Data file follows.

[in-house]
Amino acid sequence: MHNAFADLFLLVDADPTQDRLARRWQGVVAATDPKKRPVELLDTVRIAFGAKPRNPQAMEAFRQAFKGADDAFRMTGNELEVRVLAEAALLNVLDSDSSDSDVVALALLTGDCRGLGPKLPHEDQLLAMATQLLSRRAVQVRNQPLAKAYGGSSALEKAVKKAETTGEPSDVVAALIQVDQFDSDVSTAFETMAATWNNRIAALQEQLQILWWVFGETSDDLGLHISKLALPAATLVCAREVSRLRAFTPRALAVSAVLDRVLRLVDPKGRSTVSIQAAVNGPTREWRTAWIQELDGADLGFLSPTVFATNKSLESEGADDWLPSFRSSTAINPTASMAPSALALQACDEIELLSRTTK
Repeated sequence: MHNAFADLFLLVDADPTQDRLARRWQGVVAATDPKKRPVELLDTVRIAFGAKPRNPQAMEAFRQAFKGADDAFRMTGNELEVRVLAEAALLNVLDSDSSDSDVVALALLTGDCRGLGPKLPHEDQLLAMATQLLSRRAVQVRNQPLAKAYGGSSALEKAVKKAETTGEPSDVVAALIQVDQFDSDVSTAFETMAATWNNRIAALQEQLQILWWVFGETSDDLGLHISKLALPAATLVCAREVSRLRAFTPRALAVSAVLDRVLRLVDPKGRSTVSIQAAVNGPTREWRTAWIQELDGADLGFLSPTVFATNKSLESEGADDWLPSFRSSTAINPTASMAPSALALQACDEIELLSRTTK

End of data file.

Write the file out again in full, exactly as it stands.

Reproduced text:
[in-house]
Amino acid sequence: MHNAFADLFLLVDADPTQDRLARRWQGVVAATDPKKRPVELLDTVRIAFGAKPRNPQAMEAFRQAFKGADDAFRMTGNELEVRVLAEAALLNVLDSDSSDSDVVALALLTGDCRGLGPKLPHEDQLLAMATQLLSRRAVQVRNQPLAKAYGGSSALEKAVKKAETTGEPSDVVAALIQVDQFDSDVSTAFETMAATWNNRIAALQEQLQILWWVFGETSDDLGLHISKLALPAATLVCAREVSRLRAFTPRALAVSAVLDRVLRLVDPKGRSTVSIQAAVNGPTREWRTAWIQELDGADLGFLSPTVFATNKSLESEGADDWLPSFRSSTAINPTASMAPSALALQACDEIELLSRTTK
Repeated sequence: MHNAFADLFLLVDADPTQDRLARRWQGVVAATDPKKRPVELLDTVRIAFGAKPRNPQAMEAFRQAFKGADDAFRMTGNELEVRVLAEAALLNVLDSDSSDSDVVALALLTGDCRGLGPKLPHEDQLLAMATQLLSRRAVQVRNQPLAKAYGGSSALEKAVKKAETTGEPSDVVAALIQVDQFDSDVSTAFETMAATWNNRIAALQEQLQILWWVFGETSDDLGLHISKLALPAATLVCAREVSRLRAFTPRALAVSAVLDRVLRLVDPKGRSTVSIQAAVNGPTREWRTAWIQELDGADLGFLSPTVFATNKSLESEGADDWLPSFRSSTAINPTASMAPSALALQACDEIELLSRTTK